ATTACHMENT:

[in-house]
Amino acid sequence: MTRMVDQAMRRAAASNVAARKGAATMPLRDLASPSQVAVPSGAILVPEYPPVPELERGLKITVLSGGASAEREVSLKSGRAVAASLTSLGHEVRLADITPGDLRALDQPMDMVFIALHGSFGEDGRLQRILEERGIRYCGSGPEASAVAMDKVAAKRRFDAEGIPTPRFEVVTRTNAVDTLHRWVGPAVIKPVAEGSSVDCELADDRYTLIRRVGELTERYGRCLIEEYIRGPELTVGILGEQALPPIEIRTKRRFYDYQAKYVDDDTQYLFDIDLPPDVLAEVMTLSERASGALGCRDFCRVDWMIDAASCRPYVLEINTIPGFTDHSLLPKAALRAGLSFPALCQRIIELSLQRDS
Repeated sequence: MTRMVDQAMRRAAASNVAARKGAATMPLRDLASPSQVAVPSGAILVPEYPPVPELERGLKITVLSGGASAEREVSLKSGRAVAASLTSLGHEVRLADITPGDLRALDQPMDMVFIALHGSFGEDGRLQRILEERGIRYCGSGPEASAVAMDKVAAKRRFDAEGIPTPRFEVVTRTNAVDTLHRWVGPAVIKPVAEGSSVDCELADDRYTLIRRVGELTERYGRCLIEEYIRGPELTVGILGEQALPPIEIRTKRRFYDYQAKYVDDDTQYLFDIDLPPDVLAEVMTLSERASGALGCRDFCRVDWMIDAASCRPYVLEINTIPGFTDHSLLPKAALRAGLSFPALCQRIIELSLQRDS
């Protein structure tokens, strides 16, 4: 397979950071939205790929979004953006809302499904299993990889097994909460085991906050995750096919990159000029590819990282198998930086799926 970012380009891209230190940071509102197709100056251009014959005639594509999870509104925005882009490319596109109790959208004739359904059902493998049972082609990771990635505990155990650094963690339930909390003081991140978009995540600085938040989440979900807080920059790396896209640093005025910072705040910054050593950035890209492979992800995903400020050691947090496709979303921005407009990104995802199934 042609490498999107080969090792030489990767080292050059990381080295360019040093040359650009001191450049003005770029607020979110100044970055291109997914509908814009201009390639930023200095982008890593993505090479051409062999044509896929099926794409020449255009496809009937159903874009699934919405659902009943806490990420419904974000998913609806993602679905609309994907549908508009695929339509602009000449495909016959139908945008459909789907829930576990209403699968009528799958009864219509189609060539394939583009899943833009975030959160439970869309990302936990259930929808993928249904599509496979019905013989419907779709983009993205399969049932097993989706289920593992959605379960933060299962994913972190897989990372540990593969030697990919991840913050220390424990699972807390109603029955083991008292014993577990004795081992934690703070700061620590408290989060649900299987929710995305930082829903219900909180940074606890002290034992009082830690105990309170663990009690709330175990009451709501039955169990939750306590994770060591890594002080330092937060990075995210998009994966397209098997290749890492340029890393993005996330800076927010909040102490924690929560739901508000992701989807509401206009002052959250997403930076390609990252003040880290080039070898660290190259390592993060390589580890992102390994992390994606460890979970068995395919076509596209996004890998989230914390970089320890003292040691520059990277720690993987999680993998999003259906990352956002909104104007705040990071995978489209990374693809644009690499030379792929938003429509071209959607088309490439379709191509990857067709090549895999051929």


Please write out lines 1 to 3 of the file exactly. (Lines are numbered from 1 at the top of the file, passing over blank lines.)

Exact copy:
[in-house]
Amino acid sequence: MTRMVDQAMRRAAASNVAARKGAATMPLRDLASPSQVAVPSGAILVPEYPPVPELERGLKITVLSGGASAEREVSLKSGRAVAASLTSLGHEVRLADITPGDLRALDQPMDMVFIALHGSFGEDGRLQRILEERGIRYCGSGPEASAVAMDKVAAKRRFDAEGIPTPRFEVVTRTNAVDTLHRWVGPAVIKPVAEGSSVDCELADDRYTLIRRVGELTERYGRCLIEEYIRGPELTVGILGEQALPPIEIRTKRRFYDYQAKYVDDDTQYLFDIDLPPDVLAEVMTLSERASGALGCRDFCRVDWMIDAASCRPYVLEINTIPGFTDHSLLPKAALRAGLSFPALCQRIIELSLQRDS
Repeated sequence: MTRMVDQAMRRAAASNVAARKGAATMPLRDLASPSQVAVPSGAILVPEYPPVPELERGLKITVLSGGASAEREVSLKSGRAVAASLTSLGHEVRLADITPGDLRALDQPMDMVFIALHGSFGEDGRLQRILEERGIRYCGSGPEASAVAMDKVAAKRRFDAEGIPTPRFEVVTRTNAVDTLHRWVGPAVIKPVAEGSSVDCELADDRYTLIRRVGELTERYGRCLIEEYIRGPELTVGILGEQALPPIEIRTKRRFYDYQAKYVDDDTQYLFDIDLPPDVLAEVMTLSERASGALGCRDFCRVDWMIDAASCRPYVLEINTIPGFTDHSLLPKAALRAGLSFPALCQRIIELSLQRDS